Research from Confused.com has recently revealed that one in four motorists admit to leaving their pets in their vehicle. Unbelievably, 75 per cent of these admitted that they have done so in warm weather.
With this weekend set to be a scorcher, pet food brand Natural Instinct offers some vital advice from animal behaviourist Kirsten Dillon on how to ensure your dog is comfortable in the heat.
Always carry water
Provision of cool water is vital, even in the mildest of heat. Make sure your pet always has access to water, day or night, when you’re travelling, on walks, vet visits – in short, everywhere!
Seek the shade
Never underestimate the importance of shade. The temperature can vary alarmingly between direct sunlight and shaded areas, so make sure your pet has access to shade wherever you are. Choose woodland walks, or invest in a parasol for the beach.
A trip to the groomers
Long haired breeds should be clipped for the summer, especially those such as Huskies or German Shepherd types. However, never let your groomer remove their undercoat. As much as this keeps them warm in the winter it also keeps them cool in the summer, so leave it be.
Consider your pooch’s paws
Dog’s paws are nowhere near as tough as even the flimsiest of our shoes. Their pads are not dissimilar to our thumb pad. So, if you’re not sure about the temperature of the ground, press your thumb against it for 20 seconds and see how it feels.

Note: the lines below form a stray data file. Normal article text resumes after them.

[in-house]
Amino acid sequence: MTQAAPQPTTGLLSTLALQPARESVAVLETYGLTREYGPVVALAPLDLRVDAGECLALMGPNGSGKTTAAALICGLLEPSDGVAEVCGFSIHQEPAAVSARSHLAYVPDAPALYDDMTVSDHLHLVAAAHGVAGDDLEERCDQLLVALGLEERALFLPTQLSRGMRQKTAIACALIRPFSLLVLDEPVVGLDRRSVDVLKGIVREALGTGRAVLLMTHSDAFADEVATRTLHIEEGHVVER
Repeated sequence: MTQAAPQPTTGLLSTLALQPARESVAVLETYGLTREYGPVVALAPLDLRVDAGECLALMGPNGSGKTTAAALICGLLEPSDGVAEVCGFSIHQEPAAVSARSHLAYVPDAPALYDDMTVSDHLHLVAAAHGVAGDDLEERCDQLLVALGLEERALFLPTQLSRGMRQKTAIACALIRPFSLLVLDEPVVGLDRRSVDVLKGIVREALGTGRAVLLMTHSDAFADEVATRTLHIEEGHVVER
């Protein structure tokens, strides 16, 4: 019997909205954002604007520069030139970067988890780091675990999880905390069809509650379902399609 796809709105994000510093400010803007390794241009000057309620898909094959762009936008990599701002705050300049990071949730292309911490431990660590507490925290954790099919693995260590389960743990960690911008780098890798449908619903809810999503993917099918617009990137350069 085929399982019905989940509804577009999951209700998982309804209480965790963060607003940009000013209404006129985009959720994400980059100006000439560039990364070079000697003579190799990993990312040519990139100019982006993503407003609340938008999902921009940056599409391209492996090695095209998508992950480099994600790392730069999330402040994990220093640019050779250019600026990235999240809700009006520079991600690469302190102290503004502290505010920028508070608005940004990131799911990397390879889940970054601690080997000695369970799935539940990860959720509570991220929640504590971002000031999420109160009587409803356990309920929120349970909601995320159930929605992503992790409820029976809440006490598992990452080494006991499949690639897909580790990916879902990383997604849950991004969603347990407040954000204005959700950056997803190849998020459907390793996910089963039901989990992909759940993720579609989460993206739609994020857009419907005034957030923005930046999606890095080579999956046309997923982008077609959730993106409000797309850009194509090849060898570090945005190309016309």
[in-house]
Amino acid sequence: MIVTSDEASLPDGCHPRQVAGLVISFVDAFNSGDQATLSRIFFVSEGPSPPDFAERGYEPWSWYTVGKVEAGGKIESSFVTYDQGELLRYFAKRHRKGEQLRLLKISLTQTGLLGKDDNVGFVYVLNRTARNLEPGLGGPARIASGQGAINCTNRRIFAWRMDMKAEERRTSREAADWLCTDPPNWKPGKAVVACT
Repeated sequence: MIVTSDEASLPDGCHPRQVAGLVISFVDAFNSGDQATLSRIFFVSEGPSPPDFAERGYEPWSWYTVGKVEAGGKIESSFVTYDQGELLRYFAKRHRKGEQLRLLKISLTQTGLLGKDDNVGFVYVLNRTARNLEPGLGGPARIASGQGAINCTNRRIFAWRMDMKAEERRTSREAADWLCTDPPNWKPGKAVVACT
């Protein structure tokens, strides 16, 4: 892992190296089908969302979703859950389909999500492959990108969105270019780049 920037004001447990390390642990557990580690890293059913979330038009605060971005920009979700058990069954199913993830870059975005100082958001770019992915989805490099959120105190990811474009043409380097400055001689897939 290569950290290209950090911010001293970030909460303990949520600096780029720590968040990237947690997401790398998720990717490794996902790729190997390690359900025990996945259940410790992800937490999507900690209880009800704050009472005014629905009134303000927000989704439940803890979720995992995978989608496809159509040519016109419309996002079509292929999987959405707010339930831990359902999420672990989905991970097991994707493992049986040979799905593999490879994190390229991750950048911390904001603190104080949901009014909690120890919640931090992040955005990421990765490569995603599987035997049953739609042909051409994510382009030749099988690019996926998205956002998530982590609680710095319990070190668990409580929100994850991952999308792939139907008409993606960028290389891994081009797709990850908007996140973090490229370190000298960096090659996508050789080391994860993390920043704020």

Head for the shade, and walk on grass or earth whenever possible. Concrete and asphalt get brutally hot much more quickly.
Animals need sunscreen too
If your pet has white fur, a thin coat or exposed patches of low pigment (pink) skin – or indeed if they like to sunbathe on their back – you will need to use a pet-friendly sunscreen. Human sunscreens have harmful ingredients that are toxic to dogs if ingested, so it’s important to invest in a speciality one.
Let them rest
No dog has ever been seriously negatively affected by missing the odd walk in the heat. If you can’t get out to walk them very early or very late in the day, then simply don’t go for a walk. In high temperatures, your dog will actually thank you for it.
Look out for signs of heatstroke
If you think your pet has heatstroke, here are some signs to look out for:
- Panting, which will increase as the heatstroke progresses
- Drooling or salivating
- Acting lethargic and sleepy, or sometimes becoming agitated
- Bright red tongue
- Very red or pale gums
- Increased heart rate
- Breathing distress
- Vomiting, diarrhoea (possibly with blood)
Treatment for heatstroke is to make the dog as cool as possible. Remove the dog to a cool area, use cool (not very cold) water and apply to lips, ears and coat.
Apply a wet towel, but for no more than 5 minutes as it will begin to heat up. Try to get the dog to drink small amounts. Seek veterinary help immediately, even if you think your pet has made a full recovery.